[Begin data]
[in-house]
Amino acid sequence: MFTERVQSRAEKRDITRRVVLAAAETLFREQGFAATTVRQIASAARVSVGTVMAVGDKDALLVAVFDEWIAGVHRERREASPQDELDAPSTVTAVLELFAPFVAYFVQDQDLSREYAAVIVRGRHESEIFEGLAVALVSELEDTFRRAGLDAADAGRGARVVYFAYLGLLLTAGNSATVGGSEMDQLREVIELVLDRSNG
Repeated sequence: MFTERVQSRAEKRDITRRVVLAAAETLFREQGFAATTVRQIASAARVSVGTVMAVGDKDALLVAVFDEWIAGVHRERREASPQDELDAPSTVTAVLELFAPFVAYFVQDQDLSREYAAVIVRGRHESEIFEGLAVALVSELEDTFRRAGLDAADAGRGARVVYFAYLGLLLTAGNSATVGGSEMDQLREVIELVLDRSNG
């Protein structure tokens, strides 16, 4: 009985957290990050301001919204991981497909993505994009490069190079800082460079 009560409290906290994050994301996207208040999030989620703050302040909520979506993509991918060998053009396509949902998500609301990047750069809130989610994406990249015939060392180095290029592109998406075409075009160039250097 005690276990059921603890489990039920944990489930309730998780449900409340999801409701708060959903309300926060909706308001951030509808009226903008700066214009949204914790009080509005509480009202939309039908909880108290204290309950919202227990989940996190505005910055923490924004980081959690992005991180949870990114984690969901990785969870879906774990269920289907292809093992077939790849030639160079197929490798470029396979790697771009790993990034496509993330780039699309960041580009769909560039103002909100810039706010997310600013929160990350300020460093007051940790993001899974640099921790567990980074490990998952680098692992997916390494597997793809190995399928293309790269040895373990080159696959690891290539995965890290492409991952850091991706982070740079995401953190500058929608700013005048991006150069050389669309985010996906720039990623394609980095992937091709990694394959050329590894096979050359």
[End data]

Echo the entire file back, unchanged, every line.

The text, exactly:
[in-house]
Amino acid sequence: MFTERVQSRAEKRDITRRVVLAAAETLFREQGFAATTVRQIASAARVSVGTVMAVGDKDALLVAVFDEWIAGVHRERREASPQDELDAPSTVTAVLELFAPFVAYFVQDQDLSREYAAVIVRGRHESEIFEGLAVALVSELEDTFRRAGLDAADAGRGARVVYFAYLGLLLTAGNSATVGGSEMDQLREVIELVLDRSNG
Repeated sequence: MFTERVQSRAEKRDITRRVVLAAAETLFREQGFAATTVRQIASAARVSVGTVMAVGDKDALLVAVFDEWIAGVHRERREASPQDELDAPSTVTAVLELFAPFVAYFVQDQDLSREYAAVIVRGRHESEIFEGLAVALVSELEDTFRRAGLDAADAGRGARVVYFAYLGLLLTAGNSATVGGSEMDQLREVIELVLDRSNG
């Protein structure tokens, strides 16, 4: 009985957290990050301001919204991981497909993505994009490069190079800082460079 009560409290906290994050994301996207208040999030989620703050302040909520979506993509991918060998053009396509949902998500609301990047750069809130989610994406990249015939060392180095290029592109998406075409075009160039250097 005690276990059921603890489990039920944990489930309730998780449900409340999801409701708060959903309300926060909706308001951030509808009226903008700066214009949204914790009080509005509480009202939309039908909880108290204290309950919202227990989940996190505005910055923490924004980081959690992005991180949870990114984690969901990785969870879906774990269920289907292809093992077939790849030639160079197929490798470029396979790697771009790993990034496509993330780039699309960041580009769909560039103002909100810039706010997310600013929160990350300020460093007051940790993001899974640099921790567990980074490990998952680098692992997916390494597997793809190995399928293309790269040895373990080159696959690891290539995965890290492409991952850091991706982070740079995401953190500058929608700013005048991006150069050389669309985010996906720039990623394609980095992937091709990694394959050329590894096979050359």